That's not what Dyrk was writing about. He said it's intimidating asking questions in the locker room, not that the writers wouldn't rip guys behind their backs with false bravado in private conversations.


Agreed, he isn't at all talking about revered tones towards the players, he was just trying to say how tough of a line it is to interrupt people doing their pre/post game rituals, in order to do your job. How tough it is to come up with a new question because the same old questions is the questions the paying public wants to hear.
   7. Howie Menckel Posted: May 04, 2014 at 02:49 PM (#4699997)
I can't think back of a single writer who found it intimidating to ask questions in the locker room. I suppose it's a self-weeding-out process - if such a thing would be intimidating, that obviously wouldn't be a career path for you. But I must say that if I was the pro athlete, I assume I would have the same plausible, though inaccurate, perception that Hayhurst has. That's why I found this to be so interesting.

Part of the job is being an effective communicator. You have to understand how to approach very different people very differently. If you are a beat regular, you get to know the players over months and years. If you do your job right, they can tell and they will respect the job you have to do, for the most part. There are a-holes, obviously, and they may tell you to get lost. I guess if you have a thin skin, that would be upsetting.

One athlete I covered for years who people think must have been "intimidating" was Derrick Coleman. Now, he was a big pain in the butt to coach, obviously, but he never "no-commented" me once.

I remember one game, he shot about 1-for-14 and his team lost. He was pissed, and he had his back to us at his locker for several minutes. After an appropriate period of time (maybe 2 minutes; we have deadlines), I asked a question. He turned around slowly - very slowly - and took a deep breath as he looked (not glared) at me. He paused a little longer - and then he answered the question. No writers were harmed in the course of this episode.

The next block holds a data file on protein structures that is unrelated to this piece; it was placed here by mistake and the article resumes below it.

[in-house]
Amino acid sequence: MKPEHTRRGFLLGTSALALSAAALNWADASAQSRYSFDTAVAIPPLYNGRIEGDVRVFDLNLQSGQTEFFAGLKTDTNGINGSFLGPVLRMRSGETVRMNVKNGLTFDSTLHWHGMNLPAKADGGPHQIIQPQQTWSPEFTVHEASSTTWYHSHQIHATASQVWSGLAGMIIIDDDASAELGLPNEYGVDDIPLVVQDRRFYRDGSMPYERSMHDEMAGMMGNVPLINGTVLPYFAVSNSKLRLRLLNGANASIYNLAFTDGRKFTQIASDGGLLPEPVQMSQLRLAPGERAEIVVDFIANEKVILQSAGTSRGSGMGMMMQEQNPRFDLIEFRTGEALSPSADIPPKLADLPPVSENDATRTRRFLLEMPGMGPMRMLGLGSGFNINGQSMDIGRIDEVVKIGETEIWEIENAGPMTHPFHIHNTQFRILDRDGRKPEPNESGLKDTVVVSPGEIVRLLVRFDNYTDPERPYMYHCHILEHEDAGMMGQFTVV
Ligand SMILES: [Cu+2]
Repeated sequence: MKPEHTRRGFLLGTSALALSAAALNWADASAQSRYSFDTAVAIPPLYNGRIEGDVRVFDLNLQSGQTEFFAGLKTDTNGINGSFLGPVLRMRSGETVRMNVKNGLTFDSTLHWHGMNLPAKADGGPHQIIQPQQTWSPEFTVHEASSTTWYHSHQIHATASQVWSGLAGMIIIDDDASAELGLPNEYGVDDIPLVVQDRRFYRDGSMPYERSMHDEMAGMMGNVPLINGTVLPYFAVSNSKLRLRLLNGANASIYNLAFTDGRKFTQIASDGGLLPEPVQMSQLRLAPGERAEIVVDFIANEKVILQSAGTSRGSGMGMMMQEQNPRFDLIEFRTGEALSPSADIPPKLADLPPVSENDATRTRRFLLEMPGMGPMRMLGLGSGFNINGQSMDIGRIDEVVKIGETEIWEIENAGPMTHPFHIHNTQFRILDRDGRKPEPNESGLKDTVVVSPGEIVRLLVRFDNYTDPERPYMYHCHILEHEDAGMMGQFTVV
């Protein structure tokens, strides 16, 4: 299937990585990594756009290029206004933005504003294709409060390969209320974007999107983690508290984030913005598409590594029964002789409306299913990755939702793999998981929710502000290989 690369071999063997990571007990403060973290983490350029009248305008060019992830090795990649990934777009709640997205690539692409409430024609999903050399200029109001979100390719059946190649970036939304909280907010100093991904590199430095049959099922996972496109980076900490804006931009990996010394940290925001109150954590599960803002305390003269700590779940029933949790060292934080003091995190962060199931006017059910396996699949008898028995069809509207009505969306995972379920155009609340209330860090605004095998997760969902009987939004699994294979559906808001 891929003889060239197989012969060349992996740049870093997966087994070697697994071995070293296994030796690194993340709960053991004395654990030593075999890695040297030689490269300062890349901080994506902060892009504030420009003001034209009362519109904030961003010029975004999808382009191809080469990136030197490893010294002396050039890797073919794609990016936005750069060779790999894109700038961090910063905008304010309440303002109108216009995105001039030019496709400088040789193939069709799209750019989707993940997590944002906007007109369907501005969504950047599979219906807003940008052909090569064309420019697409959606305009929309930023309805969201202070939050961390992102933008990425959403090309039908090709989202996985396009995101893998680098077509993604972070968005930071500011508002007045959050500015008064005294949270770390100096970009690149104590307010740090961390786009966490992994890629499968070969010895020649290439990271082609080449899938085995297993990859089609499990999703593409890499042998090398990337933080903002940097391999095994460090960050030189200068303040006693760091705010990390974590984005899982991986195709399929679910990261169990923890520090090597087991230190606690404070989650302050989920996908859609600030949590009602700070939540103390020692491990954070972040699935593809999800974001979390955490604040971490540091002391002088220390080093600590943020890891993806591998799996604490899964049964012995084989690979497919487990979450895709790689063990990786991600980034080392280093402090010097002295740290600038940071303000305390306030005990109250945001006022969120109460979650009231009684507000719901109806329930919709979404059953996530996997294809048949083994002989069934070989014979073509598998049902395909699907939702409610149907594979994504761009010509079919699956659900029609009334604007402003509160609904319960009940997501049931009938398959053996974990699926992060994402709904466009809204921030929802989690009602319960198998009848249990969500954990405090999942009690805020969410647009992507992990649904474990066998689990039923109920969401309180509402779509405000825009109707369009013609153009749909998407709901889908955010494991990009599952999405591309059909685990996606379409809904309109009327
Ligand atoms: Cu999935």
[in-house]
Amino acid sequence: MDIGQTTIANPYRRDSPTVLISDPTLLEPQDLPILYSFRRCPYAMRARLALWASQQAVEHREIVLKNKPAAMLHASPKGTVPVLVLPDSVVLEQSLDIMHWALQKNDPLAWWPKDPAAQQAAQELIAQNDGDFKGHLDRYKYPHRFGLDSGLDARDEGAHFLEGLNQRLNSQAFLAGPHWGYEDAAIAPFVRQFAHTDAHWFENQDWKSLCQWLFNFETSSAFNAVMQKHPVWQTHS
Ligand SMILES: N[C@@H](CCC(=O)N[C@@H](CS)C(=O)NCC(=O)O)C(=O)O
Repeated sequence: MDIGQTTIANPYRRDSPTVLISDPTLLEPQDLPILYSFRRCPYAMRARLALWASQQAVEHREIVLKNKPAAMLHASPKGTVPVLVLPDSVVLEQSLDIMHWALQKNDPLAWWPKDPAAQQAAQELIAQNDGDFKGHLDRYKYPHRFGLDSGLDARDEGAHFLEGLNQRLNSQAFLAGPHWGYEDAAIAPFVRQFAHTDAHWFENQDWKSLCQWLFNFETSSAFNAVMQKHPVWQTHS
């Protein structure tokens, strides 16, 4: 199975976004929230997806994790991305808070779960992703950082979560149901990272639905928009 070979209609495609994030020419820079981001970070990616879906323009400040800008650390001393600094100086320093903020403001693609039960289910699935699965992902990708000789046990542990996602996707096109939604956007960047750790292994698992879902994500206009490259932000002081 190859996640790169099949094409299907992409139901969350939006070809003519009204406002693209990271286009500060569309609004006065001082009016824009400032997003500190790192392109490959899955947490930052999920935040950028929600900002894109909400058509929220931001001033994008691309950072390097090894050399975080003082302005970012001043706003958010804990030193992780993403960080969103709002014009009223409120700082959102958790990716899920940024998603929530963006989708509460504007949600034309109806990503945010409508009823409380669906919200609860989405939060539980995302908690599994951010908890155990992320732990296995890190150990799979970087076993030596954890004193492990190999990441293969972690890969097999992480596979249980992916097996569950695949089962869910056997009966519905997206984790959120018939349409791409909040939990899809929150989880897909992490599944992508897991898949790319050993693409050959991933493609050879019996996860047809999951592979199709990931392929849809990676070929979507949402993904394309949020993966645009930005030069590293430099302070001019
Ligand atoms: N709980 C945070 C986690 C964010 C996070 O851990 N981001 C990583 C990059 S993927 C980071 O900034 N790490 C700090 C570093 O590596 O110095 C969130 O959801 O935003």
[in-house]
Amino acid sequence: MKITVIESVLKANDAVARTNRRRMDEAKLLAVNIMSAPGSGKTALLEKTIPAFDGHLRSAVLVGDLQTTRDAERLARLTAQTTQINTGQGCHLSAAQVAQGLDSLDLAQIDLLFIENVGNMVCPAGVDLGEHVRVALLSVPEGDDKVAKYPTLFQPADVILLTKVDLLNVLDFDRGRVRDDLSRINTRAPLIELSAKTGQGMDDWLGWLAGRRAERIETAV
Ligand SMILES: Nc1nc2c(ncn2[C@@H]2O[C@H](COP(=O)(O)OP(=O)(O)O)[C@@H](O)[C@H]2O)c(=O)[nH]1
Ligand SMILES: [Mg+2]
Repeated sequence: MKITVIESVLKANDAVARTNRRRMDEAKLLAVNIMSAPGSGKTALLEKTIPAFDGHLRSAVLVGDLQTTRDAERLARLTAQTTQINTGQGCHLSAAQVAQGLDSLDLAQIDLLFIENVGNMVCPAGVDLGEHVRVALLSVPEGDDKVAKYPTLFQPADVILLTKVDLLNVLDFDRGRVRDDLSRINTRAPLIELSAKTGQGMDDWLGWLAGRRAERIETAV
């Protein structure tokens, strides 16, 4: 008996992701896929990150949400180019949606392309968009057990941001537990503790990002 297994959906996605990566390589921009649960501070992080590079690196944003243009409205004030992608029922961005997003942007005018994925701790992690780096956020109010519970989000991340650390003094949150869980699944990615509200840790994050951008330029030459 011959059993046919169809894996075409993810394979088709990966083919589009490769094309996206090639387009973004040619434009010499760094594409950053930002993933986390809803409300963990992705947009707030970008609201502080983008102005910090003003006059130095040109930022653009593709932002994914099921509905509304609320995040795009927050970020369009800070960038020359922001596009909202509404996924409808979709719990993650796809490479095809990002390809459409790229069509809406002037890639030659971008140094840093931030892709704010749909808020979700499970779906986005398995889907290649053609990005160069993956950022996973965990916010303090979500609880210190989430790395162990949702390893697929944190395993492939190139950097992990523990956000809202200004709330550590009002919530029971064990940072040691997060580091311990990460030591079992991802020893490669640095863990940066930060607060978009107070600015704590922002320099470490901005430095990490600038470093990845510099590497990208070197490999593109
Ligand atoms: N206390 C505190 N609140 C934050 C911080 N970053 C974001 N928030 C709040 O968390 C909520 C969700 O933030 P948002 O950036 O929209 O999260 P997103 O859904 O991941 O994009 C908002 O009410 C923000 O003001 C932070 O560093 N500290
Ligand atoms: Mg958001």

I saw Derrick again last year, and we were pleased to see each other and reminisce about the good old days.

As for asking questions, again that depends on the athlete. With some, you just need a one-word topic and they're off and running. With others, you have to phrase things very carefully to avoid a snarl or a one-word response. And I'll admit, having a rival writer who asks stupid questions sometimes did lead to the best answers.

Per columnists, that varies wildly. Marriotti had the most infamous reputation I recall for not "working the room" - Peter Vecsey rarely went to games, either, but he did have a lot of sources a phone call away. Others, especially the one-sport guys, are around the clubhouse all the time.

I suppose overall that it's obvious that most people would have a hard time pitching to a big league hitter, and far less obvious that many people would flinch at the ides of asking big, strong, young athletes difficult questions just minutes after said athlete blew it.

   8. Jolly Old St. Nick Is A Jolly Old St. Crip Posted: May 04, 2014 at 02:59 PM (#4700000)
Very interesting first hand perspective, Howie. Glad you shared it.